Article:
David Heacock's 1985 Avanti EV Conversion (In Process)
After the gas components had been removed I started to take a closer look at the fiberglass body and frame of the Avanti. I knew the torque boxes, which run along the underside of each side of the body, would need to be replaced because of rust. These metal "boxes" run from just behind the front wheels to just in front of the rear wheels and provide support for the heavy fiberglass body and are used as part of the mounting support system to the frame. The following pictures show the general condition of these boxes.
The photo below shows one of the original torque boxes out of the car next to a new stainless steel box.
Upon crawling around under the car for a few days I also discovered damage to the frame from rust and what could best be described as Baja road rash. The rust on the frame near the rear wheels is common with older Avantis. The following picture shows one rusted section of the frame.
The following picture shows a body mounting bracket on the frame that somehow had been bent back and almost flattened. Note also that the bolt mounting the body to the frame for this bracket was missing.
The following picture shows one of the odd tears in the frame which looks like someone used a big can opener on it.
Here is where I had to decide on changing the course from the normal conversion of a gas car to an electric or consider doing a restoration in the process. At the time I did not realize what the word restoration meant but decided removing and replacing the torque boxes and repairing the frame would be much easier if the body and the frame were separated. There only seemed to be a hand full of bolts attaching the body to the frame and at least a few of them were either missing or rusted. Besides, how hard could it be? Here is where the choice of a vehicle for conversion should include a hard look at the body, frame and running gear before purchasing.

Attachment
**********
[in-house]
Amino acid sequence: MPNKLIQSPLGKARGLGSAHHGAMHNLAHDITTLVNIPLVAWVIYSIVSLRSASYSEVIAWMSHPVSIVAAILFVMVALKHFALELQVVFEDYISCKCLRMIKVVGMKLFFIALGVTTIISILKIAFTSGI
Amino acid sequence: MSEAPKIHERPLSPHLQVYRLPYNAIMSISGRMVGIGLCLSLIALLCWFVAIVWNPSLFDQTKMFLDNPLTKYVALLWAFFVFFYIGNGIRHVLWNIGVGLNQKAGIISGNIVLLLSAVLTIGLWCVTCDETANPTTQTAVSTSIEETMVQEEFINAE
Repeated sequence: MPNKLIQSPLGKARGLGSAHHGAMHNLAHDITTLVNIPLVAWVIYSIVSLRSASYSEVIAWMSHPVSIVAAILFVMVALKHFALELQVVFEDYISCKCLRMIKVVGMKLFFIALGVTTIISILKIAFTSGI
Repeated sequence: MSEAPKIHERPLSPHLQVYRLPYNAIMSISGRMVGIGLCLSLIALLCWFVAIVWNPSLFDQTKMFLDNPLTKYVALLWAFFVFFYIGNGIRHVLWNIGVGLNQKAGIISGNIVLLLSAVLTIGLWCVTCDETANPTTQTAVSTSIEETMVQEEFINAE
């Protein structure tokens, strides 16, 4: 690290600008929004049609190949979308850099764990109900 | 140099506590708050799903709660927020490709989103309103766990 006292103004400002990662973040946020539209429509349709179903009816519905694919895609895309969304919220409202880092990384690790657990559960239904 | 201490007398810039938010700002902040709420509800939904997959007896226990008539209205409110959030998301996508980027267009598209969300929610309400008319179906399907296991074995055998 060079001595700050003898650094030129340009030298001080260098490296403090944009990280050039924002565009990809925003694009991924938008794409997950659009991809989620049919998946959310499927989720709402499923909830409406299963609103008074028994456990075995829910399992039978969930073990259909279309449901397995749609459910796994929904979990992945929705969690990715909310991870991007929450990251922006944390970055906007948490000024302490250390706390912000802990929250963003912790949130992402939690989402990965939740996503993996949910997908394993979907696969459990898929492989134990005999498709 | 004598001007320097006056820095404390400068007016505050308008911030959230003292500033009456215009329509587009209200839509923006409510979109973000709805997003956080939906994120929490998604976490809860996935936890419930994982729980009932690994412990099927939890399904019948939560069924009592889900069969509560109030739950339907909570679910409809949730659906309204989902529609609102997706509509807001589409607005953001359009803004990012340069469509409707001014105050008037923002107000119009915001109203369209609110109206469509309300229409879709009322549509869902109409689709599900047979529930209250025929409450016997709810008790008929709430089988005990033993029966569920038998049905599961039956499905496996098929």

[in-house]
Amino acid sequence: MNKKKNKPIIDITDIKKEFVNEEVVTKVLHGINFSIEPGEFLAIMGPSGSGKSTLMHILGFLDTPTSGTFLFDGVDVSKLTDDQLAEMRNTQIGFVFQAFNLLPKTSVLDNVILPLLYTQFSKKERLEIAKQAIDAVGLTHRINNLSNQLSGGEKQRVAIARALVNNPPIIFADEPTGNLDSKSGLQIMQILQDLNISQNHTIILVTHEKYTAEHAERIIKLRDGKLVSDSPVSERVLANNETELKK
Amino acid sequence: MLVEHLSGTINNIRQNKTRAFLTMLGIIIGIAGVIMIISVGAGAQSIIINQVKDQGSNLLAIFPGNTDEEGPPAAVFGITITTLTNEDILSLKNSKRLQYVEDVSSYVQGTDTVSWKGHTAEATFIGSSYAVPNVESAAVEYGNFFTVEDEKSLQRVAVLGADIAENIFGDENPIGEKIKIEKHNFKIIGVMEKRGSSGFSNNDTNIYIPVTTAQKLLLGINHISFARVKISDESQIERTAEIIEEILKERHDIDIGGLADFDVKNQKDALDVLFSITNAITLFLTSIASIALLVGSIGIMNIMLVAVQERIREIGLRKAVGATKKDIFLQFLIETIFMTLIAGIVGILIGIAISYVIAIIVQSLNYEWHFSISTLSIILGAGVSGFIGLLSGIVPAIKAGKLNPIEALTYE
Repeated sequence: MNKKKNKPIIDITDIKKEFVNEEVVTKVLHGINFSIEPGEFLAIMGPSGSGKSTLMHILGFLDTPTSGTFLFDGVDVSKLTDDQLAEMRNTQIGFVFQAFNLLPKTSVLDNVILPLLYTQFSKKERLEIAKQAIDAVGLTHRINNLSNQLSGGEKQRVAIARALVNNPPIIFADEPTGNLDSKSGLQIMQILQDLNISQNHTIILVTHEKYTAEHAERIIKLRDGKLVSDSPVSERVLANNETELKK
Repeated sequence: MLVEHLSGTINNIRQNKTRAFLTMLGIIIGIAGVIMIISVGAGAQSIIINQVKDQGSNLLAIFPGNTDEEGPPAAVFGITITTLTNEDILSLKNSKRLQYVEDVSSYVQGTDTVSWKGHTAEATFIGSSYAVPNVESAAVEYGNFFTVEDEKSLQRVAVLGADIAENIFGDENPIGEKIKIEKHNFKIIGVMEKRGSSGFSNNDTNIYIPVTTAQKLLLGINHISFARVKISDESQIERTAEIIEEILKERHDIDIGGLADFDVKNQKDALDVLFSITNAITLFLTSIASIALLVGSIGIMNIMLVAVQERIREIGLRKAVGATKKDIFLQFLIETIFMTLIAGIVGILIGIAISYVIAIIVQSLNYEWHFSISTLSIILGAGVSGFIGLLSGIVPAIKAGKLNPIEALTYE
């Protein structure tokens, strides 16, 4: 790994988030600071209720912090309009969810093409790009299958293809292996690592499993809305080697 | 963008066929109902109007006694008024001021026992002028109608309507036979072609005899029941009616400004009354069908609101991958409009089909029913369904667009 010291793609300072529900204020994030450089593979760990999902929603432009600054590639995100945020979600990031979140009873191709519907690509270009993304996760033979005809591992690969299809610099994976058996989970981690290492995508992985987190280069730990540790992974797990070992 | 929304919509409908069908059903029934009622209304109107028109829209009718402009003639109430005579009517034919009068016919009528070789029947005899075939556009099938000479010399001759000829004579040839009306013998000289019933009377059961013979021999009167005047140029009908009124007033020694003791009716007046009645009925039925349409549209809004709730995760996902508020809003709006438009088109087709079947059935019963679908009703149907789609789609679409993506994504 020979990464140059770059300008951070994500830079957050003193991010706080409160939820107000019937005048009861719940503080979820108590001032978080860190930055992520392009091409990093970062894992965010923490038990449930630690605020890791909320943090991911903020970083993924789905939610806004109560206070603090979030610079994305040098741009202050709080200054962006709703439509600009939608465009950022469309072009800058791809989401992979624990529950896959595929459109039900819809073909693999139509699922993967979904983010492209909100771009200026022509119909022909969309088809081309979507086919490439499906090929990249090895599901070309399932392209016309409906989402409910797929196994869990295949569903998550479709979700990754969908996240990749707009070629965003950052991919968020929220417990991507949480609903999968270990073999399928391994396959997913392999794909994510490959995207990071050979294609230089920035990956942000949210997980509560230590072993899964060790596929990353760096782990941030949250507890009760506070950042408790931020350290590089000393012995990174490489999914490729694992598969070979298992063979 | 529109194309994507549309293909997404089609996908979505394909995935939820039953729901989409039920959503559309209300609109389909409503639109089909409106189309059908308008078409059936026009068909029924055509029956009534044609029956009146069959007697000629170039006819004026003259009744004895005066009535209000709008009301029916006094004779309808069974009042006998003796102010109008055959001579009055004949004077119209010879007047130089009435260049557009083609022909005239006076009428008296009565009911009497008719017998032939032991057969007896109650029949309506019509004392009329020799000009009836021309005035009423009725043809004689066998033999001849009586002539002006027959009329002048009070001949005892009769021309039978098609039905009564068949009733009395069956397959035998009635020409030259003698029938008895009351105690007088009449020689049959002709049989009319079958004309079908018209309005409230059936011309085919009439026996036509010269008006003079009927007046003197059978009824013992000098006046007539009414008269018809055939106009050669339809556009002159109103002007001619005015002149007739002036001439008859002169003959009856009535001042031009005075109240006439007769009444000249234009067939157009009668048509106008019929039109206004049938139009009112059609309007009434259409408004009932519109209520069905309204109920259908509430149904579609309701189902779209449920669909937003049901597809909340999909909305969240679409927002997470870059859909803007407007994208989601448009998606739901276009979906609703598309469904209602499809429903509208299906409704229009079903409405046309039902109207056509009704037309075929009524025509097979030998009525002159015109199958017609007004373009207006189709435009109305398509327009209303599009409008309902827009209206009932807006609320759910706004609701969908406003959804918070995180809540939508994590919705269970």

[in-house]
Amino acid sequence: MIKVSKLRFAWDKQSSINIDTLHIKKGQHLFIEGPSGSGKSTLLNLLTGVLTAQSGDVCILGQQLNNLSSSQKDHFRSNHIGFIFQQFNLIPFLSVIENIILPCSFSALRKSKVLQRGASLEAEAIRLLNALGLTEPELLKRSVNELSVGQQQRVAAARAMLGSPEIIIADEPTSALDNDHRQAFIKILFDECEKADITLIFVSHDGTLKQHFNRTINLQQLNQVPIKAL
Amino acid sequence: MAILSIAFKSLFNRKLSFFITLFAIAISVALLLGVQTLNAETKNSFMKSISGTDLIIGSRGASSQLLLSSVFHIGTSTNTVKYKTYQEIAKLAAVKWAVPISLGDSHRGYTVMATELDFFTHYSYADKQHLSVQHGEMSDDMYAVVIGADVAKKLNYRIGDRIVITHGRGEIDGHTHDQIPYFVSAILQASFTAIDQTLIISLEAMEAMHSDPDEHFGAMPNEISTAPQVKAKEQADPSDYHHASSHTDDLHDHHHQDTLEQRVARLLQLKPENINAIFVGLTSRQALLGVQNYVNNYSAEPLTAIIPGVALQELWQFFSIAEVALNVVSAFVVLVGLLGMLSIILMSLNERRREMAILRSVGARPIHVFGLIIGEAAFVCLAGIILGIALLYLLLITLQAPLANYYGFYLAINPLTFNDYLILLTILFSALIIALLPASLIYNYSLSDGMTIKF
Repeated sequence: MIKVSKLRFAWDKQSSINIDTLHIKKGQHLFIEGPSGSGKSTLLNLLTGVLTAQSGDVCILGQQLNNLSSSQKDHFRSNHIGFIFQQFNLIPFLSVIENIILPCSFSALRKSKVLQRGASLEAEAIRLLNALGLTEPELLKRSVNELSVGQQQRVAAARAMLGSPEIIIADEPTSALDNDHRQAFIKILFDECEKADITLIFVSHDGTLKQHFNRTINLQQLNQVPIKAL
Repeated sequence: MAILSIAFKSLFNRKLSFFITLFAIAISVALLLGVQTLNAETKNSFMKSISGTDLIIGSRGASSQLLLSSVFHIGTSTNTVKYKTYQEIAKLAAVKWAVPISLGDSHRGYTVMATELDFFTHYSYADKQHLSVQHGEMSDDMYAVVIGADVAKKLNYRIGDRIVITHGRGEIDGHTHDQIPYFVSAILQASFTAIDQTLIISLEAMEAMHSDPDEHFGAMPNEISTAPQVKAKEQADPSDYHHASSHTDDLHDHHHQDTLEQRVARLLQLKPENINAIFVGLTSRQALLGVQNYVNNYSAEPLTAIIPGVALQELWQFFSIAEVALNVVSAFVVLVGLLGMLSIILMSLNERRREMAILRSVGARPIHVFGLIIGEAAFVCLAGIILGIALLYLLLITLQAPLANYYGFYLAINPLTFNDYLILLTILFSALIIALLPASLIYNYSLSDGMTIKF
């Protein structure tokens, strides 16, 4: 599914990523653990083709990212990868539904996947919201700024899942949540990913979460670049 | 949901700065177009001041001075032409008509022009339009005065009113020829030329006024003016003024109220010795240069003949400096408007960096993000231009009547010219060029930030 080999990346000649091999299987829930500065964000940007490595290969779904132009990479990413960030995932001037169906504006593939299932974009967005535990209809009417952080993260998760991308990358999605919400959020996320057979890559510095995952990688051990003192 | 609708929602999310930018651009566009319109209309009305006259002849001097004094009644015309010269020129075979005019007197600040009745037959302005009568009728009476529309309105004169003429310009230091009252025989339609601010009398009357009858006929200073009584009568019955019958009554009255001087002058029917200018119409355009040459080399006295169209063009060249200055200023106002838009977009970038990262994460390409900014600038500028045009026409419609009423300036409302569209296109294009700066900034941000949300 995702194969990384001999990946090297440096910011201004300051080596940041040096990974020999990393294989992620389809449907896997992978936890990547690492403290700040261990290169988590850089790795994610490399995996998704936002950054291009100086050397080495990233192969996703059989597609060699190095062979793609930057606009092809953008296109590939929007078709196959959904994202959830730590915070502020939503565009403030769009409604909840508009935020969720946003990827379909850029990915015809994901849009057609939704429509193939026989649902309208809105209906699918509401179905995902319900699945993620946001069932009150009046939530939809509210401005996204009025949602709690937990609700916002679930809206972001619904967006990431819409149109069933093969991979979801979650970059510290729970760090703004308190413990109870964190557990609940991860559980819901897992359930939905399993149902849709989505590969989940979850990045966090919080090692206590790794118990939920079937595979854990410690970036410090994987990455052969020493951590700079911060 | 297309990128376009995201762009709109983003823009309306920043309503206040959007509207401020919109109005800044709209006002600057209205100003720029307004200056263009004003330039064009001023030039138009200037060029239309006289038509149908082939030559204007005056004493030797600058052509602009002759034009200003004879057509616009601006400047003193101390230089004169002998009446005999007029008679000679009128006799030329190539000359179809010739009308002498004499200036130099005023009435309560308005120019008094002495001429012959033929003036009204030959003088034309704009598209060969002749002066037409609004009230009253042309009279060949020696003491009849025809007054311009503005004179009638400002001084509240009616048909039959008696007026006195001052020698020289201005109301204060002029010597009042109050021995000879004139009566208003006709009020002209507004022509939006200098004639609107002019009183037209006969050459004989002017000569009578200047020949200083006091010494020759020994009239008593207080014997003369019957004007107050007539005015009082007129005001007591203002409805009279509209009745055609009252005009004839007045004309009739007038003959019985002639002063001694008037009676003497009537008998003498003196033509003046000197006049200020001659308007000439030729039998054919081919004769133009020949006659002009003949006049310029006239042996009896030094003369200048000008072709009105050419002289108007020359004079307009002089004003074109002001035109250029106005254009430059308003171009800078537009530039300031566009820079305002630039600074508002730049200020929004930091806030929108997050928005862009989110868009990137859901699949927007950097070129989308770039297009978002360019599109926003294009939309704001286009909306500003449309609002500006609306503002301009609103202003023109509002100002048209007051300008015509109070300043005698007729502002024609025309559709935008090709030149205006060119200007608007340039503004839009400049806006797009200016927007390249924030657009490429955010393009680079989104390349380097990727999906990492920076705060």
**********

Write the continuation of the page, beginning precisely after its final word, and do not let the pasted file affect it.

After making the decision to remove the body from the frame I started to remove the bolts holding them together. I was still unsure as to how I was going to lift the body off the frame because I had no overhead hoist and was not sure that lifting the body from the top was something I wanted to do, even though I knew it had been done by others. I finally decided to try to jack up the body on each corner a little at a time and then place the body on inexpensive sawhorses which could hold up to 1000 pounds each. I had measured the height from the ground to the bottom of each wheel well prior to removal of any parts so I could place the car back at the correct height after it had been converted to an electric vehicle. What I discovered was the height was basically the same for all the corners except at the front right wheel well where the height was about one inch less. As I started to unbolt the body I discovered why. The pictures below show the right side fiberglass front body support piece was cracked almost all the way through. In addition the radiator support frame, which basically holds up the very front of the body, had the metal support piece on the right side completely broken off.
In the above picture you can see the radiator support frame out of the car with the broken off support piece on the side of the frame. At this point I decided I needed to learn about fiberglass repair and try my hand at mig welding. I guess this is one way to develop new and interesting skills.
As I slowly started to jack up each corner of the body I decided I needed to support the body across the sawhorses outside the body itself so I could actually roll the frame out from under the body when it was high enough. I did this by using two large, and very heavy, metal beams I purchased from a local metal recycling company. I discovered this facility by talking to members of the local Experimental Aircraft Association and figured if the materials were good enough for an airplane, it must be good enough for an electric vehicle. I discovered I could purchase the metal for the battery boxes if needed from the same company.
The pictures below show the body resting on the metal beams and sawhorses.
After the body had been raised I basically just rolled the frame out from under the body. I should point out that just removing the bolts holding the frame and body together was only one part of disconnecting the two. I also had to disconnect things like brake lines, steering linkage, the power steering unit and lines, and several other items before I was able to start raising the body. I discovered why it was not a simple job to raise the body and was starting to get to know a lot about the car I was going to convert to an electric vehicle.
The picture below shows the frame after it had been rolled out from under the body. I started thinking there was going to be a lot of cleaning and repairing of the frame along with removing any unnecessary weight where I could.
back to Dave Heacock's main EV page